Boehringer Ingelheim signed a deal to buy out a small, private immuno-oncology player this morning, and AbbVie’s been at it, too, inking a deal to snap up Mavupharma.
The company is a little-known, Seattle-based outfit working on STING, a relatively new and typically trendy target for some biopharmas aimed at beating back cancer. We don’t know how much they paid for the company, but we know a little more about its focus.
STING—or STimulator of INterferon Genes—in a nutshell works to activate the pathway and, it is hoped, kick-start an innate immune response against cancer cells in the tumor microenvironment.
The innate immune system is the body’s first line of defense against pathogens, and interest in the STING pathway stems from experiments showing injecting killed bacteria into tumors can cause them to get smaller.
It had a lot of promise wedded to it, but some of the promise eroded last year when Merck suffered a nasty reaction to STING.
At the 2018 annual meeting of the American Society of Clinical Oncology, the U.S. Big Pharma posted lackluster results as a monotherapy when a phase 1 trial showed that its attempt, MK-1454, was unable to achieve any partial or complete responses when used on its own in patients with advanced solid tumors or lymphomas.
A glimmer of hope appeared when partial responses were seen when it was given alongside Merck’s PD-1 checkpoint inhibitor Keytruda (pembrolizumab), but this beat back expectations a notch.
Mavupharma is hoping for better, and joins the likes of Novartis, IFM Therapeutics, Aduro and Celgene/BMS in getting the target to work. The young biotech came into the public’s eye back in 2017, when a team of biotech veterans pulled in $20 million to advance modulators of the STING pathway into human testing.
The team came together to work on orally bioavailable, non-nucleotide modulators of the STING pathway.
In the case of cancer, the argument for pursuing STING is underpinned by studies tying its absence to weak adaptive anticancer immunity.
The role STING plays in anticancer immune responses has attracted other research teams, although Mavu’s focus on orally bioavailable, non-nucleotide drugs sets it apart from the more advanced, intratumoral cyclic dinucleotides (CDNs) in development at its rivals.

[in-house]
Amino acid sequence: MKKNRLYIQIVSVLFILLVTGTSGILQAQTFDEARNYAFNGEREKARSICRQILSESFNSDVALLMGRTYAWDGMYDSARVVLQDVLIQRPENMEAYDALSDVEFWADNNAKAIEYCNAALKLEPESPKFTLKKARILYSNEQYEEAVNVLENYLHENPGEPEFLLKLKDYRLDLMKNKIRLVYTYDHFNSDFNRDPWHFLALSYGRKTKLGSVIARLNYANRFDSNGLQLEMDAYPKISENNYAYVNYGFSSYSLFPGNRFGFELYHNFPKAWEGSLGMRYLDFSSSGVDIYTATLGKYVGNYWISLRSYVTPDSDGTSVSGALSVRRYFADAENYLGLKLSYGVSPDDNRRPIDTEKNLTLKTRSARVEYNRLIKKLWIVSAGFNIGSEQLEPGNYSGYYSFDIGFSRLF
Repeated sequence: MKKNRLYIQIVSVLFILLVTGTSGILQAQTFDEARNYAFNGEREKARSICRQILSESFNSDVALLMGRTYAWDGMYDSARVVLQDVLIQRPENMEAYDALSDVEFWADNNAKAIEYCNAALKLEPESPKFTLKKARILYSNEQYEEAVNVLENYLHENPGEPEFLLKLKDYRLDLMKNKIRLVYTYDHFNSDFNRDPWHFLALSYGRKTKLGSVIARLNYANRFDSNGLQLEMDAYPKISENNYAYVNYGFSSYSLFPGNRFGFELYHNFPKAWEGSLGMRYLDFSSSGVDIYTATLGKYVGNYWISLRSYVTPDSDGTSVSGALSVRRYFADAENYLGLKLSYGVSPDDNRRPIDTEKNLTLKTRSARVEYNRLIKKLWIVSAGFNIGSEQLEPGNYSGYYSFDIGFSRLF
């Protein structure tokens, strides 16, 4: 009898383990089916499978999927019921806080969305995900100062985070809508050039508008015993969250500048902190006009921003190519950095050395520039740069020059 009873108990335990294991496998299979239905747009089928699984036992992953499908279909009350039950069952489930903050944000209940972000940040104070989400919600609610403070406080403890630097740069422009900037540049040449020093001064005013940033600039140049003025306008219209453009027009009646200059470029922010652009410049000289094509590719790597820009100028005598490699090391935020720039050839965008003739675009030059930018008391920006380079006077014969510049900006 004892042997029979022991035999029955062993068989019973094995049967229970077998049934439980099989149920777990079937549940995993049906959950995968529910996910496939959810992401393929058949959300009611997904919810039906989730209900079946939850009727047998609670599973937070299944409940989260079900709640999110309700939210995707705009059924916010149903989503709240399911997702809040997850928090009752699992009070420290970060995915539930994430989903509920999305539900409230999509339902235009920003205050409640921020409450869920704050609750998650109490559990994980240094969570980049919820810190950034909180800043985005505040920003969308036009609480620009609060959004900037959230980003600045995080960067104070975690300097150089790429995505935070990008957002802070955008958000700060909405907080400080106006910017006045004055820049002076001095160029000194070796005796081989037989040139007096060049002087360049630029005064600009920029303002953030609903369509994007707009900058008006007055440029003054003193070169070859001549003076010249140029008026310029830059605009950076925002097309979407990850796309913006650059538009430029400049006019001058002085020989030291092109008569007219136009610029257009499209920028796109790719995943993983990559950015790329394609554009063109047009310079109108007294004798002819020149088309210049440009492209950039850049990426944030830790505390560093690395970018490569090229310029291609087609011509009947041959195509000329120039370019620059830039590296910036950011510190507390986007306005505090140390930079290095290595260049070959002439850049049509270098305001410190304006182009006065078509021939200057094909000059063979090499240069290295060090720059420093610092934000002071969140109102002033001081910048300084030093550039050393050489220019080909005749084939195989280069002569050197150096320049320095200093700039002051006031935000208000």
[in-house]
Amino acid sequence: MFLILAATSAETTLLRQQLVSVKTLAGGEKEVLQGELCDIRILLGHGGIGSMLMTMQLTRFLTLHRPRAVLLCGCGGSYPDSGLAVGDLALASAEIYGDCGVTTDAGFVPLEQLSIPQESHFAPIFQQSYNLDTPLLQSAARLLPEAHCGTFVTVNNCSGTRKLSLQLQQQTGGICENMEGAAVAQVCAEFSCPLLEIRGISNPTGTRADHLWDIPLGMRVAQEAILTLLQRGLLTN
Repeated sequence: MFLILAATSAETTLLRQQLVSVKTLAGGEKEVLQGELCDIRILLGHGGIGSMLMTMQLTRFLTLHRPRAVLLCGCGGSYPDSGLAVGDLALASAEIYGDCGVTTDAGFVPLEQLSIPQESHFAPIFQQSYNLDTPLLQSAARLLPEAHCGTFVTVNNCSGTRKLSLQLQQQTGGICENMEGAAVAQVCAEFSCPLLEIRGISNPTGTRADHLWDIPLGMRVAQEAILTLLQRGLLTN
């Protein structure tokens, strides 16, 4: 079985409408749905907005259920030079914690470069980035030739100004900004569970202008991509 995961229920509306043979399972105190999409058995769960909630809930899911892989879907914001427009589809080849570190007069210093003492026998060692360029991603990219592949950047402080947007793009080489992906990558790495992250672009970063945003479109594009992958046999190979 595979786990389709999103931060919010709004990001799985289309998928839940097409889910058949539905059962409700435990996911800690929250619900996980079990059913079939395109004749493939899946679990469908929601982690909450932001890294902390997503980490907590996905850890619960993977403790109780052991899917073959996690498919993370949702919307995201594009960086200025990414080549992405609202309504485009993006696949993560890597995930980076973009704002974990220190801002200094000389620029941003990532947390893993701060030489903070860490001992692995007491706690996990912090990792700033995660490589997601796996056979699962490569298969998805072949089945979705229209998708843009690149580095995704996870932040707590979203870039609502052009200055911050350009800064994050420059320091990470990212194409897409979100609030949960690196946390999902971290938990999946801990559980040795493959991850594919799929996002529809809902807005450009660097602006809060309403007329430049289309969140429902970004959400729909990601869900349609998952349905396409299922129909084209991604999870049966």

Novartis inadvertently entered the field in 2007, the year before STING was discovered, when it acquired the rights to vascular disrupting agent ASA404 from Antisoma. The drug hit a wall after failing to improve survival in patients with non-small cell lung cancer and was dumped before researchers fully understood its mechanism of action or lack thereof.
Those details emerged several years later when researchers showed ASA404 activated the mouse, but not human, form of STING. That explained the disconnect between preclinical and clinical results.
Novartis made a more deliberate move into immunotherapies targeting the STING pathway in 2015 when it paid $200 million upfront and committed $500 million more in milestones to team up with Aduro Biotech.
Mavu’s approach differs, however, in key respects from that being pursued by Aduro and Novartis. Aduro’s ADU-S100 and Merck’s MK-1454 are both synthetic versions of the CDNs bacteria and immune cells express. Mavu, meanwhile, is working on non-nucleotide STING modulators.
More importantly, Mavu thinks its candidates will be orally bioavailable. ADU-S100 and MK-1454 are delivered by intratumoral injection.
“AbbVie's vision in oncology is to advance breakthrough areas of science leading to a strong pipeline of innovative cancer therapies,” said Steve Davidsen, Ph.D., vice president of oncology discovery at AbbVie, of today’s deal.
“AbbVie has built a leadership position in oncology and their world-class capabilities will enable the accelerated development of our pipeline of STING modulators,” said Michael Gallatin, Ph.D., former president and a co-founder of Mavupharma.
“We made tremendous strides in developing our novel STING modulators and advancing MAVU-104 towards the clinic. We are confident in AbbVie's ability to continue to advance this exciting science for patients,” added former chief scientific officer and co-founder Gregory Dietsch, Ph.D.